Constructors can have parameters.

For example:

public function __construct($a)
{
 $this->answer=$a;
}

 

This constructor sets the answer property to whatever $a is at the time an instance is created. You can have as many parameters as you care to define.

This raises the question of how you specify parameters when you create a class with such a constructor. The answer is that you simply include the parameters in the line that creates the object. For example:

$mycalc=new Calculator(4);

creates an instance of the calculator class with answer set to 4.

If you are familiar with other languages you might be wondering if it is possible to create multiple constructors in PHP each with a different signature? The answer is that constructor overloading isn't supported but you can implement the same sort of thing by manually examining the arguments passed to a constructor.

Inheritance

Put simply the basic idea of inheritance is to use an existing class to build a new class that is a customisation or extension of it. You can think of this as just a way to save typing or as a deep principle of program construction. In PHP programs inheritance tends to be less useful to the typical application programmer. It is of more use if you plan to build a framework for others to use.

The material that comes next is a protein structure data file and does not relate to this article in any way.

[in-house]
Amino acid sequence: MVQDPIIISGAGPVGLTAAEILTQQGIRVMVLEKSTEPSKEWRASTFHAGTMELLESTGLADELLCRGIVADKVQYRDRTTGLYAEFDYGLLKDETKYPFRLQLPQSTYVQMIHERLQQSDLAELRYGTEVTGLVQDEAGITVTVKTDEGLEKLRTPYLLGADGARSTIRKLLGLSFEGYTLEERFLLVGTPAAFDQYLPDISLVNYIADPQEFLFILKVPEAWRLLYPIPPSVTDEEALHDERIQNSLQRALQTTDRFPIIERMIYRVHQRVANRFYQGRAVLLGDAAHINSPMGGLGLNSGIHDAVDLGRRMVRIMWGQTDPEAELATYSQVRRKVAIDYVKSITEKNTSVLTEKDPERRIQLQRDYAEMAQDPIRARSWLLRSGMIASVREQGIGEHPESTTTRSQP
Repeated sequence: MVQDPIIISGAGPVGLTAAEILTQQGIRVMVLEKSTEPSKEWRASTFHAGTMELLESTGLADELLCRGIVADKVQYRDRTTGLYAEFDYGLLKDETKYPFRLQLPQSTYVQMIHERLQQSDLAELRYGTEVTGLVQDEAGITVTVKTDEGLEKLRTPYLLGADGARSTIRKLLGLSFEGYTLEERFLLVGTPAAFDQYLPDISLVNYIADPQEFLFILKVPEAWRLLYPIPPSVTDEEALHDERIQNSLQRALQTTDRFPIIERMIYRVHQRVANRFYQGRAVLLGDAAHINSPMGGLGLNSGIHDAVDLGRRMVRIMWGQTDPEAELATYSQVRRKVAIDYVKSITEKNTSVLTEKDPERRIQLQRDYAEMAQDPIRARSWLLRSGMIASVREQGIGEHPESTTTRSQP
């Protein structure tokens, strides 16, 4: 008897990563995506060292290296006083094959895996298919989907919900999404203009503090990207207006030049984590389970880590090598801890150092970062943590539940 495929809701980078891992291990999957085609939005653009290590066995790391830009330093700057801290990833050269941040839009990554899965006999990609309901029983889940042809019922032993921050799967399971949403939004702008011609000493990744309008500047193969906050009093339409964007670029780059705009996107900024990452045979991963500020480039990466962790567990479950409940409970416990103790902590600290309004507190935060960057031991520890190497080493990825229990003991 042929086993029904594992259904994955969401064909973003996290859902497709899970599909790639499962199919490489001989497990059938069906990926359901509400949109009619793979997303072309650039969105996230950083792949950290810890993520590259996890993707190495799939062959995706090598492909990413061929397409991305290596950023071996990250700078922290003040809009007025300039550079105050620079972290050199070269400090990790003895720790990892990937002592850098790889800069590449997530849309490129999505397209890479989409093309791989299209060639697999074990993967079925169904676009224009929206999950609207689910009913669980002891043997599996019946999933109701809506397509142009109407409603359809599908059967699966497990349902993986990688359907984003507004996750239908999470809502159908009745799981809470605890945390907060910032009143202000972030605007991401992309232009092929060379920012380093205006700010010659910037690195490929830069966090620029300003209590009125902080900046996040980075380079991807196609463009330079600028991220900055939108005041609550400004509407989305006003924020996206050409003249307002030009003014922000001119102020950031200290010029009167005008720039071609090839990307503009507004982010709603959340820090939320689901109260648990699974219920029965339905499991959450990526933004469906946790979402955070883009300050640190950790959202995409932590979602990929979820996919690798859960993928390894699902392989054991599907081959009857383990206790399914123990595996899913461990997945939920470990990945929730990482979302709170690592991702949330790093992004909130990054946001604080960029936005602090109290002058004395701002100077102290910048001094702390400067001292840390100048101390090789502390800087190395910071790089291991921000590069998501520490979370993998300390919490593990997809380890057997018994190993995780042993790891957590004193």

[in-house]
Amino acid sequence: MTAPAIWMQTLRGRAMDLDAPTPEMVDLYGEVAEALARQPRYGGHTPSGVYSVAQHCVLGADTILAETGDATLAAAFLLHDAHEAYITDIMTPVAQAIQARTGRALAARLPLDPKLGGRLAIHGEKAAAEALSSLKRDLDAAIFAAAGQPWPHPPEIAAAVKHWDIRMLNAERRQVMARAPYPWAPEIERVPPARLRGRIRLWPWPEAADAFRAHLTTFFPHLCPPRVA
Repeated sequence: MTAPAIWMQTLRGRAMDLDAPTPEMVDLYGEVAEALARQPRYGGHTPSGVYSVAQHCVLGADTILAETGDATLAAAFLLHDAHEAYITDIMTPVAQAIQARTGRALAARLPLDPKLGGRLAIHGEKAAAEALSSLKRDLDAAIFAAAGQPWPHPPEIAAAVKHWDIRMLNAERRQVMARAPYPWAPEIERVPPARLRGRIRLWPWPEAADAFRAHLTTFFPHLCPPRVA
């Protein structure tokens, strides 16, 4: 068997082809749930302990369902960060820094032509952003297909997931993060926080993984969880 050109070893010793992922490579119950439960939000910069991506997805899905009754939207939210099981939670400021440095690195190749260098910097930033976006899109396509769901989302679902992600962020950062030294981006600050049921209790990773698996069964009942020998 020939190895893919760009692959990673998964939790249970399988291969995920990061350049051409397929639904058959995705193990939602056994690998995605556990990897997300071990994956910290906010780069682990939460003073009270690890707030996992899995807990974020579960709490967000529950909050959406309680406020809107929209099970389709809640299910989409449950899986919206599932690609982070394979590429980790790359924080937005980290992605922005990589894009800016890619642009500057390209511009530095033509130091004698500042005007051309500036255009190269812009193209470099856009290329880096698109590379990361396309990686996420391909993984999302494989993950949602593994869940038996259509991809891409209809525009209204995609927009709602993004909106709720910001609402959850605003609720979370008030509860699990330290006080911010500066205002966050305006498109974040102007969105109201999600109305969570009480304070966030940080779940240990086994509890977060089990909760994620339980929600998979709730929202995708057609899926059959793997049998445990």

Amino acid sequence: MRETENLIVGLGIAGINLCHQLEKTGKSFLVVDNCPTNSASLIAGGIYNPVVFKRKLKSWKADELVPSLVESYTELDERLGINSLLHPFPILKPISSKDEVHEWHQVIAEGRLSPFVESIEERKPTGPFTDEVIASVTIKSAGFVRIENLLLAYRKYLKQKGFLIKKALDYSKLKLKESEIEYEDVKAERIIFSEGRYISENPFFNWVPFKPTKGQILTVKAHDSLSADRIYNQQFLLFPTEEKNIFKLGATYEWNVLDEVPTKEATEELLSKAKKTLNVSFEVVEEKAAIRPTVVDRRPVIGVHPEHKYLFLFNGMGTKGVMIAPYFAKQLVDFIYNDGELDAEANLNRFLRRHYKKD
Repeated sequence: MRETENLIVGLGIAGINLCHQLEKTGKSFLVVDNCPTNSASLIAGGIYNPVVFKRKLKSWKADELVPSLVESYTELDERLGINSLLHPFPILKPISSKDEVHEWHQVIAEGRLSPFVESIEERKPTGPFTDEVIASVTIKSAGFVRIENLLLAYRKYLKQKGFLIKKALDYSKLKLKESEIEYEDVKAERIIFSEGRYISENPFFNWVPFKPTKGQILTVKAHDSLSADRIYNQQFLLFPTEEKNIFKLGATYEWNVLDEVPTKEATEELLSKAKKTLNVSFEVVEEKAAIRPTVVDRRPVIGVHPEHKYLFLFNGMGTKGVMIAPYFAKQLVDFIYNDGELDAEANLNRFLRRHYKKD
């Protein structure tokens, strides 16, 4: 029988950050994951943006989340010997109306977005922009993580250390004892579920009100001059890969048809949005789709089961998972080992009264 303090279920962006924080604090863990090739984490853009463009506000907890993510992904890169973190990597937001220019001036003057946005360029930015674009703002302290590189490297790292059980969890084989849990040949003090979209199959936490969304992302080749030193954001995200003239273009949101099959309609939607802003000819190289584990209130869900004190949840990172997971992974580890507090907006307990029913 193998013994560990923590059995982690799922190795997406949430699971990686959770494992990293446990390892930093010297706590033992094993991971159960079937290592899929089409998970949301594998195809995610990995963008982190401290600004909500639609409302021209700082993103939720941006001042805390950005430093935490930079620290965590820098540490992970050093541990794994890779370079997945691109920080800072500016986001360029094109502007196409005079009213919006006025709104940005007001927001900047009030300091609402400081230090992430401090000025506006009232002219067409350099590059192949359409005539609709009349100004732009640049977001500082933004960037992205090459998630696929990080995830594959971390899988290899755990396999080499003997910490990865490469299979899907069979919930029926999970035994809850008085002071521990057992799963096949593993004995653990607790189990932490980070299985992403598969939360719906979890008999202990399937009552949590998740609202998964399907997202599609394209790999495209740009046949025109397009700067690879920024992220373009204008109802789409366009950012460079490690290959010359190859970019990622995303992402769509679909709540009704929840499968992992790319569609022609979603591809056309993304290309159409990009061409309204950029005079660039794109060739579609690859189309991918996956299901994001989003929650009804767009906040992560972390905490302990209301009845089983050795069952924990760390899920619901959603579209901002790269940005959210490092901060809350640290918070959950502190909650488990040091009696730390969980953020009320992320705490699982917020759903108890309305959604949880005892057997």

For example, let’s suppose that the Calculator class is completely finished and working and we need a special type of calculator – perhaps a scientific calculator.

We could take all of the PHP code in the Calculator class and use it to create a new SciCalc class using nothing but copy and paste. We could then add methods and even modify existing methods “inherited” via copy and paste from Calculator.

This all works but it produces a problem for the future. Now we have two sets of more or less identical code – Calculator and the code we copied and pasted into SciCalc. Now imagine what happens when an error is found in Calculator. You will have to make any changes that fix the error in Calculator in SciCalc and vice versa. In short you now have two copies of more or less the same code to debug and maintain – not good.

Inheritance as implemented in most object-oriented languages is just an attempt to improve on copy and paste by keeping the relationship between the classes alive.

For example, in PHP you could create the SciCal class, which inherits everything Calculator has, using:

class SciCal extends Calculator
{
}

Following this, and even without writing a single line of code, SciCal has all of the methods and properties of Calculator.